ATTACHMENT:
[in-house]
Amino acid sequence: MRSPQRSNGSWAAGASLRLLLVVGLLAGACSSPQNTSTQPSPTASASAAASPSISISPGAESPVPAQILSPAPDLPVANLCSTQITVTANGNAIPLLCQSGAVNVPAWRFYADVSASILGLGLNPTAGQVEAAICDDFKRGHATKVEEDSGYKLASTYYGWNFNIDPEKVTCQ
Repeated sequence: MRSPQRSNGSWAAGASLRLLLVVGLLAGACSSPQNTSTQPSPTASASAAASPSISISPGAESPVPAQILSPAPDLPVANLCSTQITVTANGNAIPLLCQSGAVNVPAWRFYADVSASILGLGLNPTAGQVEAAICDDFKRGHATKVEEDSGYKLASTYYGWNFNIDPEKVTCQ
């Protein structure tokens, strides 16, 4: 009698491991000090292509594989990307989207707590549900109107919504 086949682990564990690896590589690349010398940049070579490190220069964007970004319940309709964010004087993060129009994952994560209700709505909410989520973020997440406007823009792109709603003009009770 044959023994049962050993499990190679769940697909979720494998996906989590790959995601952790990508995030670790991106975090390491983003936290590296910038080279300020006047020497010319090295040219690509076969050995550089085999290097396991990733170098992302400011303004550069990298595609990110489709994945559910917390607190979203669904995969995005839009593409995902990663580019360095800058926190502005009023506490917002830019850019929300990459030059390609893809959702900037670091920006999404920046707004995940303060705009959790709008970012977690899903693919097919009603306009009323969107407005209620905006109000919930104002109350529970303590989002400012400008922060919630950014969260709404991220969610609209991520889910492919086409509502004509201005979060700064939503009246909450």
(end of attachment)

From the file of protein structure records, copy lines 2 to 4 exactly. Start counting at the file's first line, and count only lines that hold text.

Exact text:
Amino acid sequence: MRSPQRSNGSWAAGASLRLLLVVGLLAGACSSPQNTSTQPSPTASASAAASPSISISPGAESPVPAQILSPAPDLPVANLCSTQITVTANGNAIPLLCQSGAVNVPAWRFYADVSASILGLGLNPTAGQVEAAICDDFKRGHATKVEEDSGYKLASTYYGWNFNIDPEKVTCQ
Repeated sequence: MRSPQRSNGSWAAGASLRLLLVVGLLAGACSSPQNTSTQPSPTASASAAASPSISISPGAESPVPAQILSPAPDLPVANLCSTQITVTANGNAIPLLCQSGAVNVPAWRFYADVSASILGLGLNPTAGQVEAAICDDFKRGHATKVEEDSGYKLASTYYGWNFNIDPEKVTCQ
């Protein structure tokens, strides 16, 4: 009698491991000090292509594989990307989207707590549900109107919504 086949682990564990690896590589690349010398940049070579490190220069964007970004319940309709964010004087993060129009994952994560209700709505909410989520973020997440406007823009792109709603003009009770 044959023994049962050993499990190679769940697909979720494998996906989590790959995601952790990508995030670790991106975090390491983003936290590296910038080279300020006047020497010319090295040219690509076969050995550089085999290097396991990733170098992302400011303004550069990298595609990110489709994945559910917390607190979203669904995969995005839009593409995902990663580019360095800058926190502005009023506490917002830019850019929300990459030059390609893809959702900037670091920006999404920046707004995940303060705009959790709008970012977690899903693919097919009603306009009323969107407005209620905006109000919930104002109350529970303590989002400012400008922060919630950014969260709404991220969610609209991520889910492919086409509502004509201005979060700064939503009246909450």